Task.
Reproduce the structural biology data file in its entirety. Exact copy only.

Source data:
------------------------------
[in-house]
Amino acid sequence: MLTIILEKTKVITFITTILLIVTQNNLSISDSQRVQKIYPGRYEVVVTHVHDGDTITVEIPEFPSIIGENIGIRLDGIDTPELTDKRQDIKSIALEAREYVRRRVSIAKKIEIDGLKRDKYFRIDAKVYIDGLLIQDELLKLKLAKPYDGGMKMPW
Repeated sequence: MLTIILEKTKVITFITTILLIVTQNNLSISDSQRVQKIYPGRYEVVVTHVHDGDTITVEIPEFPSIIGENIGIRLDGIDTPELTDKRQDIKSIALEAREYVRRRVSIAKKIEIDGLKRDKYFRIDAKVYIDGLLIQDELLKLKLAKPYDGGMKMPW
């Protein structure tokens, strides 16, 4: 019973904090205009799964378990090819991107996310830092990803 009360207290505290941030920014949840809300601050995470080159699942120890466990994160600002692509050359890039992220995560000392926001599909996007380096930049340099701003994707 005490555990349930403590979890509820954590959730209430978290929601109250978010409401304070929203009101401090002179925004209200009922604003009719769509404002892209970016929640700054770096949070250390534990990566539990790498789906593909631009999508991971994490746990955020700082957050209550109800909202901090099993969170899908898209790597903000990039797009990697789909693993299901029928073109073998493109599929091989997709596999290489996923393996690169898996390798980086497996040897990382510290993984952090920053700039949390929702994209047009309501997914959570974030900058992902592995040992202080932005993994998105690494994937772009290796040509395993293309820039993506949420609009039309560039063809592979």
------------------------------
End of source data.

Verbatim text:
[in-house]
Amino acid sequence: MLTIILEKTKVITFITTILLIVTQNNLSISDSQRVQKIYPGRYEVVVTHVHDGDTITVEIPEFPSIIGENIGIRLDGIDTPELTDKRQDIKSIALEAREYVRRRVSIAKKIEIDGLKRDKYFRIDAKVYIDGLLIQDELLKLKLAKPYDGGMKMPW
Repeated sequence: MLTIILEKTKVITFITTILLIVTQNNLSISDSQRVQKIYPGRYEVVVTHVHDGDTITVEIPEFPSIIGENIGIRLDGIDTPELTDKRQDIKSIALEAREYVRRRVSIAKKIEIDGLKRDKYFRIDAKVYIDGLLIQDELLKLKLAKPYDGGMKMPW
């Protein structure tokens, strides 16, 4: 019973904090205009799964378990090819991107996310830092990803 009360207290505290941030920014949840809300601050995470080159699942120890466990994160600002692509050359890039992220995560000392926001599909996007380096930049340099701003994707 005490555990349930403590979890509820954590959730209430978290929601109250978010409401304070929203009101401090002179925004209200009922604003009719769509404002892209970016929640700054770096949070250390534990990566539990790498789906593909631009999508991971994490746990955020700082957050209550109800909202901090099993969170899908898209790597903000990039797009990697789909693993299901029928073109073998493109599929091989997709596999290489996923393996690169898996390798980086497996040897990382510290993984952090920053700039949390929702994209047009309501997914959570974030900058992902592995040992202080932005993994998105690494994937772009290796040509395993293309820039993506949420609009039309560039063809592979």